In order to defeat something we must be able to agree on its definition, especially when it involves our national security. Bandying about terms in an already flawed system does no one any good.
Watching the media coverage this past week on the plane crash in Austin, I found myself yet again screaming at my television. Far too many pundits were calling it an act of terror after all the facts had shown that Joseph Stack had committed an act of suicide by flying his private plane into a building that housed IRS offices.
What is the Definition of terrorism? There isn’t just one. There are thousands.
This subject is, without a doubt, the most argued about subject with terrorist experts and novices alike. The amount of books and papers on the definition of terrorism alone is extraordinary. While studying terrorism over the years, I have seen and heard more definitions and the arguments for those definitions than there are terrorist groups themselves. No two groups, organization or country can seem to agree on a definition and this is one of the reasons that terrorism will continue to exist on a worldwide scale. Without an agreed upon definition to explain terrorism, let alone understand it, how can anyone begin to defeat it? This is simple logic: before you can combat anything, let alone live with or defeat it, you must first understand it.
Anytime I speak or lecture on terrorism, I always devote a great deal of time on its definition. Not having an agreed-upon definition is one of the biggest problems facing this nation and the world as a whole. An Internet search on the “definition of terrorism” will give you over 8.5 million results.
The United Nations does not even have a definition on terrorism because they could never come to an agreement on one, although many within the UN have tried. The first attempt to arrive at an internationally acceptable definition was made in 1937 by the League of Nations, the forerunner to the UN, but the drafted definition never came into existence.
The various Departments of our own Government cannot agree on a single definition of terrorism. All government agencies are required to follow the Intelligence Reform and Terrorism Prevention Act of 2004; however, even in following the IRTPA, the Central Intelligence Agency (CIA), the Federal Bureau of Investigation (FBI), The National Security Agency (N.S.A), The Department of Homeland Security (DHS) and The State Department all have different definitions of terrorism.
This in itself is an oxymoron. How can all these United States government agencies have different definitions? How can we, as a country, work together against something when our own government cannot even agree on a single definition? This is my biggest pet peeve in the counterterror or antiterrorism argument.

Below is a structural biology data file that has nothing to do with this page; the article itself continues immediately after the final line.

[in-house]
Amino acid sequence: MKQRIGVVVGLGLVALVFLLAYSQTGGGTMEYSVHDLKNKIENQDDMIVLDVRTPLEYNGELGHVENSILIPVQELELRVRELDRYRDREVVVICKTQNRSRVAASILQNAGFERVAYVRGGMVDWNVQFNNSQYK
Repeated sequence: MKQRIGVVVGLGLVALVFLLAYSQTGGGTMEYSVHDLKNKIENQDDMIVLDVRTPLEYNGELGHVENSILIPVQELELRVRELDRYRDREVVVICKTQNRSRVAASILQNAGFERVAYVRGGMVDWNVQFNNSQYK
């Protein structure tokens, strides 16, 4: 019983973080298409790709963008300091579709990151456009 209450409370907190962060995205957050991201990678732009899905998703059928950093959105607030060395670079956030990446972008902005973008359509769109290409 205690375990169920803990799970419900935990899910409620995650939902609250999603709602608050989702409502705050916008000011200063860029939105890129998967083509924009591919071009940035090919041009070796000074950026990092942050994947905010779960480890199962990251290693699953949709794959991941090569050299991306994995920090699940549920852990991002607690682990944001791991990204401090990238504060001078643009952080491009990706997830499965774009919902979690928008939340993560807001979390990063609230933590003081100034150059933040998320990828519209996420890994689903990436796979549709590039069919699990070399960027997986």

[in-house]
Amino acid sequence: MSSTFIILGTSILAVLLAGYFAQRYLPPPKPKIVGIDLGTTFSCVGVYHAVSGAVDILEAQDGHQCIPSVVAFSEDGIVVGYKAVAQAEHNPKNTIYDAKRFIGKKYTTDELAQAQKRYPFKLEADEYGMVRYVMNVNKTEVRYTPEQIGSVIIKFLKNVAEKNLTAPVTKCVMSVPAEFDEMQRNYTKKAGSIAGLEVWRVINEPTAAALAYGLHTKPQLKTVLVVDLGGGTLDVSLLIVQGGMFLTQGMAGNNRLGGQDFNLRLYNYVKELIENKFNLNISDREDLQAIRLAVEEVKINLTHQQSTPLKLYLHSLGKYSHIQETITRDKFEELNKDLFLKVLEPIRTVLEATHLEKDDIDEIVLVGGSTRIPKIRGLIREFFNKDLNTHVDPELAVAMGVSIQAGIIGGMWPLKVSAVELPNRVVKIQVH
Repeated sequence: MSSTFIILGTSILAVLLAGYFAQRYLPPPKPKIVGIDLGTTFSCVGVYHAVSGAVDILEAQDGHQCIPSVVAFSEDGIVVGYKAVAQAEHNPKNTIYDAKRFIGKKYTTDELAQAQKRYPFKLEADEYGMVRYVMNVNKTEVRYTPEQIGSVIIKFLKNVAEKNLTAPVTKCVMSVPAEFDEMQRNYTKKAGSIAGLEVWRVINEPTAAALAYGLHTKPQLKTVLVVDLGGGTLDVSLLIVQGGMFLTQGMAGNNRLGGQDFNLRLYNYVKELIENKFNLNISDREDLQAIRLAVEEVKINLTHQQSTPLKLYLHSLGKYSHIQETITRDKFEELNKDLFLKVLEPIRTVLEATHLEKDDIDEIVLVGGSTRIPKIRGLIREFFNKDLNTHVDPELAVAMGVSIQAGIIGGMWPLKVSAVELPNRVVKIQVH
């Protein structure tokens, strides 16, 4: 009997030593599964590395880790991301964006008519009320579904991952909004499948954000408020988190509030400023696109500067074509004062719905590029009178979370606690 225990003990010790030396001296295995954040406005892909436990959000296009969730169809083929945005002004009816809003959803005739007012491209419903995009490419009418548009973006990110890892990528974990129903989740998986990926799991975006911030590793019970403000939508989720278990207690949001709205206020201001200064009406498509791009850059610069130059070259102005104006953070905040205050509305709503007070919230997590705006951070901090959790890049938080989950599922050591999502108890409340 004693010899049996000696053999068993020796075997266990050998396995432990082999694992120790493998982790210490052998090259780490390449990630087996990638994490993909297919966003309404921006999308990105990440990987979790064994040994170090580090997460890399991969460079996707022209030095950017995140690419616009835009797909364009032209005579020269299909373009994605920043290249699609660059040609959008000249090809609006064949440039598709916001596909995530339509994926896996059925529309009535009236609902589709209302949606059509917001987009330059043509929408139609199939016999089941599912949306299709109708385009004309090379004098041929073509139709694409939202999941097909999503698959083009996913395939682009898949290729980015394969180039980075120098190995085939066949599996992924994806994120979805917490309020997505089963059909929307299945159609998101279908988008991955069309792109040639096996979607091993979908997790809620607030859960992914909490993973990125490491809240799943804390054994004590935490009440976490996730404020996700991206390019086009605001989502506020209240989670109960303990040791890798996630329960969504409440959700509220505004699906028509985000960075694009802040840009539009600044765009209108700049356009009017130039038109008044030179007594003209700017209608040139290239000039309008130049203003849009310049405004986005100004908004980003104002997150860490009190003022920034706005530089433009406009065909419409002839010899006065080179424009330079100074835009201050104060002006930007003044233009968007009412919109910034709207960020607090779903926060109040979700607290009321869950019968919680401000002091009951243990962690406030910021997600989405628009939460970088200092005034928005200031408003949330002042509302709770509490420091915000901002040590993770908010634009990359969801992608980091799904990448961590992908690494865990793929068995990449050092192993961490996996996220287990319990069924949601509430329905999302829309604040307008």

In their book Political Terrorism, Schmidt and Youngman cited 109 different definitions of terrorism, which they obtained in a survey of leading academics in the field. From these definitions, the authors isolated the following recurring elements, in order of their statistical appearance in the definitions:
Violence, force (appeared in 83.5 percent of the definitions);
political (65 percent);
fear, emphasis on terror (51 percent);
threats (47 percent);
psychological effects and anticipated reactions (41.5 percent);
discrepancy between the targets and the victims (37.5 percent);
intentional, planned, systematic, organized action (32 percent);
methods of combat, strategy, tactics (30.5 percent).
After having read hundreds of definitions and studying terrorism, I have written my own definition, which is comprised of many of the above noted statistics. I wrote this after 9/11 because I felt that a more complete and accepted definition was needed. For example, most that I have read excludes combat troops from their definition – as if just because one is a member of the armed services, he can not be a victim of terrorism. Others that I have read did not include religion, and so on. My definition will not be accepted by terrorist organizations or those states that sponsor it, but I am not trying to be politically correct – nor am I attempting to unite the world on one definition. Maybe if the United States and/or the United Nations adopted one definition, they would immediately know and understand that as soon as any country or organization dismissed the definition that they are probably terrorists or supporters of terrorism themselves.
You may notice that my definition uses several other definitions as a guide. The main difference is that I do not make distinctions between domestic or foreign terror, nor do I place terrorism into different categories. It does not matter if you die in the United States or in a foreign country just as it does not matter what type of terrorist kills you. Dead is dead, just as terrorism is terrorism.
My definition is as follows:
A terrorist incident is a premeditated violent act or an act dangerous to human life, which is politically or religiously motivated and perpetrated against noncombatant and combatant targets alike by sub national groups or clandestine agents without regard to race, religion, national origin, gender or age. These acts are intended to intimidate or coerce a civilian population; influence social objectives; the policy of a government; or affect the conduct of a government by mass destruction.
Short, simple, and to the point.
Let’s stop using labels and throwing out words that that have far-reaching consequences when it is a matter of life and death and we are at war. Phrases such as eco-terrorism, cyber-terrorism and narco-terrorism, or using the word terrorism any time there is a criminal act or tragedy, only helps diminish its true meaning. Our government obviously has a problem with its own words, definitions and political correctness. We need not help it along by encouraging the use of incorrect terminology.
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